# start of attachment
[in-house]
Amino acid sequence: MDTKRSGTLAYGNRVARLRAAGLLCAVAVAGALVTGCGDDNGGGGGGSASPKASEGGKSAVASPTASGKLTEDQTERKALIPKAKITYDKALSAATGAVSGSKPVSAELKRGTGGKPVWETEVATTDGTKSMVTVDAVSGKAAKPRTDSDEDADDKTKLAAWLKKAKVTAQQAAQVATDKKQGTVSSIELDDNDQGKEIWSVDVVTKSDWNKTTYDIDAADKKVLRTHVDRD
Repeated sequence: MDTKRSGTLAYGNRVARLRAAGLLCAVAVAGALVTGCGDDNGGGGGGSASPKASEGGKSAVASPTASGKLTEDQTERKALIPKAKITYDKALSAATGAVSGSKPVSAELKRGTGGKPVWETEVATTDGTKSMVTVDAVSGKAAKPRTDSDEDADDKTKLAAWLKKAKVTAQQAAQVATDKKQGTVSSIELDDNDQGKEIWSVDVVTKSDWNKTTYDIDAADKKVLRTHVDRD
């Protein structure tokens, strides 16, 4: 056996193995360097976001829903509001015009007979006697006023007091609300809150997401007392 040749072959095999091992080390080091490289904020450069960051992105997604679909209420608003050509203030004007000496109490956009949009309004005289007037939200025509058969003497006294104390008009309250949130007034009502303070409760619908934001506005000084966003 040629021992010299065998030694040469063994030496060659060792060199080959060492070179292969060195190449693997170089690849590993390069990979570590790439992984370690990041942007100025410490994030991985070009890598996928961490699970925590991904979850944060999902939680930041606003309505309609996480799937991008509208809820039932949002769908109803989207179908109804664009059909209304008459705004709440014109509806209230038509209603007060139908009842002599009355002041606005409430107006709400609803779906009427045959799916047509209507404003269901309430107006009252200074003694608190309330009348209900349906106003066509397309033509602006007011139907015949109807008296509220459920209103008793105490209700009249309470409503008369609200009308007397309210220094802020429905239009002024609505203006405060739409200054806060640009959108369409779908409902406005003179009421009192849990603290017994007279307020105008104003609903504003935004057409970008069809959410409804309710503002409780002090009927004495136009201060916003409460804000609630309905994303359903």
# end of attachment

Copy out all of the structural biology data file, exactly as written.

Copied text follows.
[in-house]
Amino acid sequence: MDTKRSGTLAYGNRVARLRAAGLLCAVAVAGALVTGCGDDNGGGGGGSASPKASEGGKSAVASPTASGKLTEDQTERKALIPKAKITYDKALSAATGAVSGSKPVSAELKRGTGGKPVWETEVATTDGTKSMVTVDAVSGKAAKPRTDSDEDADDKTKLAAWLKKAKVTAQQAAQVATDKKQGTVSSIELDDNDQGKEIWSVDVVTKSDWNKTTYDIDAADKKVLRTHVDRD
Repeated sequence: MDTKRSGTLAYGNRVARLRAAGLLCAVAVAGALVTGCGDDNGGGGGGSASPKASEGGKSAVASPTASGKLTEDQTERKALIPKAKITYDKALSAATGAVSGSKPVSAELKRGTGGKPVWETEVATTDGTKSMVTVDAVSGKAAKPRTDSDEDADDKTKLAAWLKKAKVTAQQAAQVATDKKQGTVSSIELDDNDQGKEIWSVDVVTKSDWNKTTYDIDAADKKVLRTHVDRD
């Protein structure tokens, strides 16, 4: 056996193995360097976001829903509001015009007979006697006023007091609300809150997401007392 040749072959095999091992080390080091490289904020450069960051992105997604679909209420608003050509203030004007000496109490956009949009309004005289007037939200025509058969003497006294104390008009309250949130007034009502303070409760619908934001506005000084966003 040629021992010299065998030694040469063994030496060659060792060199080959060492070179292969060195190449693997170089690849590993390069990979570590790439992984370690990041942007100025410490994030991985070009890598996928961490699970925590991904979850944060999902939680930041606003309505309609996480799937991008509208809820039932949002769908109803989207179908109804664009059909209304008459705004709440014109509806209230038509209603007060139908009842002599009355002041606005409430107006709400609803779906009427045959799916047509209507404003269901309430107006009252200074003694608190309330009348209900349906106003066509397309033509602006007011139907015949109807008296509220459920209103008793105490209700009249309470409503008369609200009308007397309210220094802020429905239009002024609505203006405060739409200054806060640009959108369409779908409902406005003179009421009192849990603290017994007279307020105008104003609903504003935004057409970008069809959410409804309710503002409780002090009927004495136009201060916003409460804000609630309905994303359903």